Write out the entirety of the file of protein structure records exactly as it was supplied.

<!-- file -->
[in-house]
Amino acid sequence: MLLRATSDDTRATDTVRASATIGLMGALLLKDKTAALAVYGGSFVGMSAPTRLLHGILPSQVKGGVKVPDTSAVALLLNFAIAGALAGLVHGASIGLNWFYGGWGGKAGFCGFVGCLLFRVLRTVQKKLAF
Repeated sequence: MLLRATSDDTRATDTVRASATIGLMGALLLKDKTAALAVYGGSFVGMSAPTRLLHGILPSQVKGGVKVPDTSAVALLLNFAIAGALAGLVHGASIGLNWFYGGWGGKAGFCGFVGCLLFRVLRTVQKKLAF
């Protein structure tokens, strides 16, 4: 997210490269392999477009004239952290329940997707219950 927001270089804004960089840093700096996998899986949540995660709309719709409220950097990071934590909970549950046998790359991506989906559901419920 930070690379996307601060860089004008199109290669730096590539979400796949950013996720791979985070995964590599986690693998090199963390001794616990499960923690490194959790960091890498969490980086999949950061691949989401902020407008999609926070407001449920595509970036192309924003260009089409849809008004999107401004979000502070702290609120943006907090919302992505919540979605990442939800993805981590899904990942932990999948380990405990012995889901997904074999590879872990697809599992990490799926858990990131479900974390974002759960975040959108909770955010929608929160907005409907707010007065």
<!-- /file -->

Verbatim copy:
[in-house]
Amino acid sequence: MLLRATSDDTRATDTVRASATIGLMGALLLKDKTAALAVYGGSFVGMSAPTRLLHGILPSQVKGGVKVPDTSAVALLLNFAIAGALAGLVHGASIGLNWFYGGWGGKAGFCGFVGCLLFRVLRTVQKKLAF
Repeated sequence: MLLRATSDDTRATDTVRASATIGLMGALLLKDKTAALAVYGGSFVGMSAPTRLLHGILPSQVKGGVKVPDTSAVALLLNFAIAGALAGLVHGASIGLNWFYGGWGGKAGFCGFVGCLLFRVLRTVQKKLAF
């Protein structure tokens, strides 16, 4: 997210490269392999477009004239952290329940997707219950 927001270089804004960089840093700096996998899986949540995660709309719709409220950097990071934590909970549950046998790359991506989906559901419920 930070690379996307601060860089004008199109290669730096590539979400796949950013996720791979985070995964590599986690693998090199963390001794616990499960923690490194959790960091890498969490980086999949950061691949989401902020407008999609926070407001449920595509970036192309924003260009089409849809008004999107401004979000502070702290609120943006907090919302992505919540979605990442939800993805981590899904990942932990999948380990405990012995889901997904074999590879872990697809599992990490799926858990990131479900974390974002759960975040959108909770955010929608929160907005409907707010007065």